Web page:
I dare say that, like hunting for polar bears in the Sahara Desert, you would be hard up to find any successful homeschoolers in a public school classroom. Because of her unsupported claim of knowledge in the area of homeschooling, after reading her article I am left asking:

  • Was she asked to substitute homeschool the neighbor’s kids?
  • Did she spend a year of Mondays hanging out at a local co-op?
  • Were there hundreds of homeschool families inviting her into their homes for an extended-stay teacher in-service?
  • Did she attend college with mostly socially challenged, denim jumper wearing homeschoolers who didn’t pull their weight on the group projects?

 

She’s Right. Homeschooling Gets Socialization All Wrong

Socialization is the only argument left against homeschooling that holds any water. Even the writer admits, though without documented research, that “…most of [the homeschoolers she met] were at or above their designated grades as far as proficiency…”

However, homeschooled children are not getting the socialization that their public schooled counterparts are receiving. If you subscribe whole heartedly to the public school definition of socialization in an artificial setting of same aged peers day after day, then homeschool kids are getting it wrong and always will. 

Duh! That is sort of the whole point.

Most of us homeschooling parents are not in the business to create “…People [who] show up, work near and with others who are different from and challenge them, collaborate, and go home.” As this former teacher points out, public school socialization produces good workers and citizens. Good followers.

Super.

We in the homeschool business are in it to produce leaders with original thoughts and the gumption to take the road less traveled uninhibited by the status quo.

Group think “day in and day out, with consistent peers” does not strengthen creative minds. Rather it keeps those minds between the lines, in the confines of the group and in the control of the strongest personalities controlling the group. And the strongest personality is rarely the most ingenuitive.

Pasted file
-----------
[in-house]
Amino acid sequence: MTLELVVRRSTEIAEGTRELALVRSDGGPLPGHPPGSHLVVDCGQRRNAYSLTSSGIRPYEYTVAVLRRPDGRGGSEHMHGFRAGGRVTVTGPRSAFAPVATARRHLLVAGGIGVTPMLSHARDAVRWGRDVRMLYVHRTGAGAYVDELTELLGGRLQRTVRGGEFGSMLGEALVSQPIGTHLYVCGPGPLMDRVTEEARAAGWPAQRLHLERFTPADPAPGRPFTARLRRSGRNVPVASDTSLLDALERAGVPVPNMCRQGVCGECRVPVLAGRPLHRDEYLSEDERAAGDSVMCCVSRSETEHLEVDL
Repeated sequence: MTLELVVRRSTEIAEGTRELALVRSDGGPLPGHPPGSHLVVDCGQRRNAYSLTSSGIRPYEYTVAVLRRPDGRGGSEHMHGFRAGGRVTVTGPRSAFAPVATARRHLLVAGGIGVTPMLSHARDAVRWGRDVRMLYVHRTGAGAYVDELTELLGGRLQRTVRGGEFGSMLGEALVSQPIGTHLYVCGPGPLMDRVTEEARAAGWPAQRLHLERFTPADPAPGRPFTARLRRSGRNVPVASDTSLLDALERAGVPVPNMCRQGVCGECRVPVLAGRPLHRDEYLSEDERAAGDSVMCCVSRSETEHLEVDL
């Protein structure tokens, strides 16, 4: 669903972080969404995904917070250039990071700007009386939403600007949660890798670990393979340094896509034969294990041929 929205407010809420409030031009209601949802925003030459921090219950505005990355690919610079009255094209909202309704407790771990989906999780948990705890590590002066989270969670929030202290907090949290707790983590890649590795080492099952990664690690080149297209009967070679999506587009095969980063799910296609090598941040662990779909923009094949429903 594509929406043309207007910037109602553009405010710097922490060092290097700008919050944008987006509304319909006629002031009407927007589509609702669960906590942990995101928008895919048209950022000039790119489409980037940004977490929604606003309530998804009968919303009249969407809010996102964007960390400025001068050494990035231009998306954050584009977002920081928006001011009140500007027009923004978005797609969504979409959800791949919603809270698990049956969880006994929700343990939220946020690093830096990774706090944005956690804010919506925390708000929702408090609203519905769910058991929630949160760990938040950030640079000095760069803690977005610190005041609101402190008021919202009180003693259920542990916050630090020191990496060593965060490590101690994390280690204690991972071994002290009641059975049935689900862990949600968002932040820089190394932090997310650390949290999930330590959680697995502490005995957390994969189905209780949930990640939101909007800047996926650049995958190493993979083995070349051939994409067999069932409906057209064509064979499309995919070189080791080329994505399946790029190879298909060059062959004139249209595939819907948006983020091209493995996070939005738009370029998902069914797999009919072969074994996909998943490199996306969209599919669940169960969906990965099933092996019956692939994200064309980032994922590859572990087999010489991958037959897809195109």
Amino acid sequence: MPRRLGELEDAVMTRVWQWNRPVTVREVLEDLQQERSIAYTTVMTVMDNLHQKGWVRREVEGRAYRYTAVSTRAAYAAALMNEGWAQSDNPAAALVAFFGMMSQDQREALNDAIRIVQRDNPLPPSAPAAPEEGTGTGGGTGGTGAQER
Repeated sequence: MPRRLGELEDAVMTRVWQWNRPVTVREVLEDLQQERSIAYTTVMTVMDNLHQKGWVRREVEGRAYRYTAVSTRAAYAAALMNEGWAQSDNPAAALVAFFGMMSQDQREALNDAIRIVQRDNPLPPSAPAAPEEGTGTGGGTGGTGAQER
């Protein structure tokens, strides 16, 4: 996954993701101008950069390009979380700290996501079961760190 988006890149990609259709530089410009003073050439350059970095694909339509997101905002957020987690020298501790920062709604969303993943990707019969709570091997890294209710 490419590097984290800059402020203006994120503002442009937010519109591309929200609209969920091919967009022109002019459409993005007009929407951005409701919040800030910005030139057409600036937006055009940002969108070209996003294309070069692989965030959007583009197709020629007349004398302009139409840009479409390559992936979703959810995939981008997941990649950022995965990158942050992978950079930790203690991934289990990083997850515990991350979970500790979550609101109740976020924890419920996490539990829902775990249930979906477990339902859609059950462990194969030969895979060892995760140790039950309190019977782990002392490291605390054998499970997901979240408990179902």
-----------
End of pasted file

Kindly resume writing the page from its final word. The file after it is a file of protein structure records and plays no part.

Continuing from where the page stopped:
Many of histories most brilliant minds were introverts. Had they been forced to “consistently work with people they’re not used to working with” their ideas would have been drowned out. Susan Cain illustrates this point in her latest book “QUIET: The Power of Introverts in a World That Can’t Stop Talking.”

As a certified introvert I can attest that it took me years to get out from under my public school socialization and show the world what I was really thinking, what I could do if given the chance to do my own thing. And if I could go back in time, I would not hesitate to tell a few folks to earn their own ‘A’!

 

Wait. This From the Same Author that said…

Because the author of this biased opinion piece did not list any research supporting her views, I went hunting for evidence of her experience with homeschooled children in some of her other articles. I was not able to uncover any of her research into homeschooling. But what I did find made me smile. She is a first time young mom with an adorable toddler struggling, just like the rest of us, to do this parenting gig as right as we can.

Knowledge comes with experience. And we have all opened our mouth and inserted our foot a time or two. But other times we get it right.

Pearls of wisdom from Laurel Niedospial‘s other writings at PopSugar.com that I completely agree with:

“By removing the boundaries that are created by formal programs, children will grow to express themselves differently than they would have in a class.”

“Children are naturally divergent thinkers, so instead of expecting them to give some trite answer about what they want to be, maybe we can ask them think about the world differently.”

“It’s clear to me now that no decision is right for everyone, but it’s really easy for everyone to have an opinion.”

 

Relax everybody. Homeschooling is alive and well, and still completely lacking in institutionally recognized methods of socialization.

But would we have it any other way?